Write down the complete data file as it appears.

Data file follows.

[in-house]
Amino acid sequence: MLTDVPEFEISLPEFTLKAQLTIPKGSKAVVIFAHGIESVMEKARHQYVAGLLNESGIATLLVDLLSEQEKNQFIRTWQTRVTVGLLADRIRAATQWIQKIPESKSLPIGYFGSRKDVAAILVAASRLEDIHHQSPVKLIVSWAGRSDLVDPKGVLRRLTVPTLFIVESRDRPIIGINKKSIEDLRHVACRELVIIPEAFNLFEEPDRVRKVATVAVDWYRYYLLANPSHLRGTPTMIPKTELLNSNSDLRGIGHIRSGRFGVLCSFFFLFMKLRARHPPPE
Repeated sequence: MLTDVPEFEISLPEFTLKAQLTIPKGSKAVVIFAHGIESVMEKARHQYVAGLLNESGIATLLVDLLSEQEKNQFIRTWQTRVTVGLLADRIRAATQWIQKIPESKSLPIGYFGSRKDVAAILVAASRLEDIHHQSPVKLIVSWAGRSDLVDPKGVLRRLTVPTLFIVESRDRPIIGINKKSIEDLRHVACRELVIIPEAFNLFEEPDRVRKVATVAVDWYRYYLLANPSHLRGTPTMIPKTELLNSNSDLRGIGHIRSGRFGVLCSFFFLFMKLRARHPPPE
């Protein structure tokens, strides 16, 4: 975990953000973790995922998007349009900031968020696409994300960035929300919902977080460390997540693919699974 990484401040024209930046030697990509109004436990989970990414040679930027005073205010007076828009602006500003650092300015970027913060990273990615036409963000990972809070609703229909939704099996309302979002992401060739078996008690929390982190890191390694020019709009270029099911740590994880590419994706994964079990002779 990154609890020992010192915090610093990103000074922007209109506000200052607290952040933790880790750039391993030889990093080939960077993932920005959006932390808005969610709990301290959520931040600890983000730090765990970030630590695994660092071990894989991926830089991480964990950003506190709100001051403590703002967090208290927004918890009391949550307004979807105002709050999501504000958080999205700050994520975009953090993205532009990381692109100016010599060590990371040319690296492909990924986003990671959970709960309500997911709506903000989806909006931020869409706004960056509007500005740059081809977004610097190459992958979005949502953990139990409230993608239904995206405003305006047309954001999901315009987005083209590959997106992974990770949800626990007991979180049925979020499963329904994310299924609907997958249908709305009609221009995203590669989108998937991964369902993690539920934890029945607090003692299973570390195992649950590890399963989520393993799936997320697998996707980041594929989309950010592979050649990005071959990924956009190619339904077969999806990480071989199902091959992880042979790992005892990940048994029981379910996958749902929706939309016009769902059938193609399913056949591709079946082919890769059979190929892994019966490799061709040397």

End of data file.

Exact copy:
[in-house]
Amino acid sequence: MLTDVPEFEISLPEFTLKAQLTIPKGSKAVVIFAHGIESVMEKARHQYVAGLLNESGIATLLVDLLSEQEKNQFIRTWQTRVTVGLLADRIRAATQWIQKIPESKSLPIGYFGSRKDVAAILVAASRLEDIHHQSPVKLIVSWAGRSDLVDPKGVLRRLTVPTLFIVESRDRPIIGINKKSIEDLRHVACRELVIIPEAFNLFEEPDRVRKVATVAVDWYRYYLLANPSHLRGTPTMIPKTELLNSNSDLRGIGHIRSGRFGVLCSFFFLFMKLRARHPPPE
Repeated sequence: MLTDVPEFEISLPEFTLKAQLTIPKGSKAVVIFAHGIESVMEKARHQYVAGLLNESGIATLLVDLLSEQEKNQFIRTWQTRVTVGLLADRIRAATQWIQKIPESKSLPIGYFGSRKDVAAILVAASRLEDIHHQSPVKLIVSWAGRSDLVDPKGVLRRLTVPTLFIVESRDRPIIGINKKSIEDLRHVACRELVIIPEAFNLFEEPDRVRKVATVAVDWYRYYLLANPSHLRGTPTMIPKTELLNSNSDLRGIGHIRSGRFGVLCSFFFLFMKLRARHPPPE
């Protein structure tokens, strides 16, 4: 975990953000973790995922998007349009900031968020696409994300960035929300919902977080460390997540693919699974 990484401040024209930046030697990509109004436990989970990414040679930027005073205010007076828009602006500003650092300015970027913060990273990615036409963000990972809070609703229909939704099996309302979002992401060739078996008690929390982190890191390694020019709009270029099911740590994880590419994706994964079990002779 990154609890020992010192915090610093990103000074922007209109506000200052607290952040933790880790750039391993030889990093080939960077993932920005959006932390808005969610709990301290959520931040600890983000730090765990970030630590695994660092071990894989991926830089991480964990950003506190709100001051403590703002967090208290927004918890009391949550307004979807105002709050999501504000958080999205700050994520975009953090993205532009990381692109100016010599060590990371040319690296492909990924986003990671959970709960309500997911709506903000989806909006931020869409706004960056509007500005740059081809977004610097190459992958979005949502953990139990409230993608239904995206405003305006047309954001999901315009987005083209590959997106992974990770949800626990007991979180049925979020499963329904994310299924609907997958249908709305009609221009995203590669989108998937991964369902993690539920934890029945607090003692299973570390195992649950590890399963989520393993799936997320697998996707980041594929989309950010592979050649990005071959990924956009190619339904077969999806990480071989199902091959992880042979790992005892990940048994029981379910996958749902929706939309016009769902059938193609399913056949591709079946082919890769059979190929892994019966490799061709040397």